As part of the larger upgrade program, Safran Electronics & Defense received an order from the Organization for Joint Armament Cooperation (OCCAR) for its Euroflir 510 sights. The goal is to increase the performance of the French Tigers and eventually standardize all of them as HAD (support and destruction) – until now, HAD was one of the four standard production versions available.
The current Strix sight, also developed by Safran, which equipped the Tiger with a thermal imager, a daylight camera, and a laser designator, will be replaced by the new Euroflir 510, which is designed to offer optimal efficiency even when there’s poor visibility so that the Tiger can be equally performant during daytime and at night.
Some of this optronics system’s main features include a multi-spectral telescope with a long focal length, 12 sensors that don’t take too much of the helicopter’s volume, and four types of lasers. The Euroflir 510 also provides full-resolution digital video streams and what Safran claims to be a “high-performance” stabilization of the line of sight. As a result, the future Tiger crews will be able to operate more efficiently in unfavorable conditions and to conduct remote identification tasks of enemy threats easier.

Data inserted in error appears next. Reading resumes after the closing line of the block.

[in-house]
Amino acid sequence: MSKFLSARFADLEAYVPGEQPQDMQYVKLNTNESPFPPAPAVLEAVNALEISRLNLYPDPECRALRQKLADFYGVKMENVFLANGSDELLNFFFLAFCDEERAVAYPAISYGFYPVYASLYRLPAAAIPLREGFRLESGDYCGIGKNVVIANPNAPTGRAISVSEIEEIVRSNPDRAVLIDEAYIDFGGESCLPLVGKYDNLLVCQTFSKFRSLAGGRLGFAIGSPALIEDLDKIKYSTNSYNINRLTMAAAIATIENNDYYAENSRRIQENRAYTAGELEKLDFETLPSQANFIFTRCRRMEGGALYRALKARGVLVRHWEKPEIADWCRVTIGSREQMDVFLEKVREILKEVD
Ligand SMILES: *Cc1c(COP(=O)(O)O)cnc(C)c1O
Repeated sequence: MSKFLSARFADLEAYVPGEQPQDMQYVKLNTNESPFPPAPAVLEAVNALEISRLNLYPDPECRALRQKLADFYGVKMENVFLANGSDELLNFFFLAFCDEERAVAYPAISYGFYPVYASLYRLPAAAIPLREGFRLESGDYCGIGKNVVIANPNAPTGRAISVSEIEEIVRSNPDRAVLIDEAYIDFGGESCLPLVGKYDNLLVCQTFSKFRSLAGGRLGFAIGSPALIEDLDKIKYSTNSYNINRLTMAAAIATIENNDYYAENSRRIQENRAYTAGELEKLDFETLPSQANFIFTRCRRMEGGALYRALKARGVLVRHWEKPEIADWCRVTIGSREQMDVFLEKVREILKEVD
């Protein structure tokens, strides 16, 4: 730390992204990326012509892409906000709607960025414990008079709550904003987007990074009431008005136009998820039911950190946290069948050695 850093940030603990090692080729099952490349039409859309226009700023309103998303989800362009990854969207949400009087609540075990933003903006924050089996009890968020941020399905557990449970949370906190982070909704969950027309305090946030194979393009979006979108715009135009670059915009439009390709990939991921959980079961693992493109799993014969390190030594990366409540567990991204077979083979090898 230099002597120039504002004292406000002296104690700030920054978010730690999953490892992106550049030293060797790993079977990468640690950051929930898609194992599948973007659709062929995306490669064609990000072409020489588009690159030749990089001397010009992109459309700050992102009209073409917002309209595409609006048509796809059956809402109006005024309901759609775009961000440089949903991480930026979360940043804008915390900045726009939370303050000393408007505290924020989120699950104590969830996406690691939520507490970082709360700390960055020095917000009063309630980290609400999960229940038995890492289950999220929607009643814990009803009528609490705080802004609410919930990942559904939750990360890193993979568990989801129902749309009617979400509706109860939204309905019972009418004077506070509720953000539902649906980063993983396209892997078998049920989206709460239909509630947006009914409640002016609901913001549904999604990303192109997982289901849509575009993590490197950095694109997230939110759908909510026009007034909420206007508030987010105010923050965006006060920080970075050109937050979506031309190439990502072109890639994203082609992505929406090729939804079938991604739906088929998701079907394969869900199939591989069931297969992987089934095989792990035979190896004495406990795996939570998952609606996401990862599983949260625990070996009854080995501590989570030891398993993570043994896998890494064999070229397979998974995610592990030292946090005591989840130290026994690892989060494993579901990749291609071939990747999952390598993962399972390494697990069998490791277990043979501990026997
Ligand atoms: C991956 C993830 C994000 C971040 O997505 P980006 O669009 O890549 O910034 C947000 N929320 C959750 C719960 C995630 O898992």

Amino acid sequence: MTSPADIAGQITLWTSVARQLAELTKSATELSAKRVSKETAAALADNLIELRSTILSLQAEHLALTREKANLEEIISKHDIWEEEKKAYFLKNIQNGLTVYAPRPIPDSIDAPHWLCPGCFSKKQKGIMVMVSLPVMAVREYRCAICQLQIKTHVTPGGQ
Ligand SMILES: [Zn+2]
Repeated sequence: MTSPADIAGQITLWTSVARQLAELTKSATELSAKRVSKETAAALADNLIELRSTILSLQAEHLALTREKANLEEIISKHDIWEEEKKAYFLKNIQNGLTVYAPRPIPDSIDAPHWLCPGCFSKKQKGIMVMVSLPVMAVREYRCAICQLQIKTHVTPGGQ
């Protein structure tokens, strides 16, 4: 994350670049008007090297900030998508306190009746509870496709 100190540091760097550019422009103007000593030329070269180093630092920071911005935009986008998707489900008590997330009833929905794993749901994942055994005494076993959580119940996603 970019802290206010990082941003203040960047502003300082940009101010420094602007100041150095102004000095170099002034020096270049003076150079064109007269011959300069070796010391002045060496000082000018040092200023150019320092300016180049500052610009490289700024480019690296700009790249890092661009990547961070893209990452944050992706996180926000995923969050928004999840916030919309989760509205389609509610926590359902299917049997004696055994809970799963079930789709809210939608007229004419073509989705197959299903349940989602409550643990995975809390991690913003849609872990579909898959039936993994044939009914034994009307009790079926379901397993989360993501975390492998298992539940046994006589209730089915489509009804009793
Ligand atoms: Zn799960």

The helicopters’ current optronics systems will gradually be replaced with the Euroflir 510 starting in 2027. This will add to the Tiger’s performance as a stealthy, light military helicopter (40% lighter than the AH-64 Apache), with remarkable range (it can fly over 497 miles/800 km at almost 196 mph/315 kph).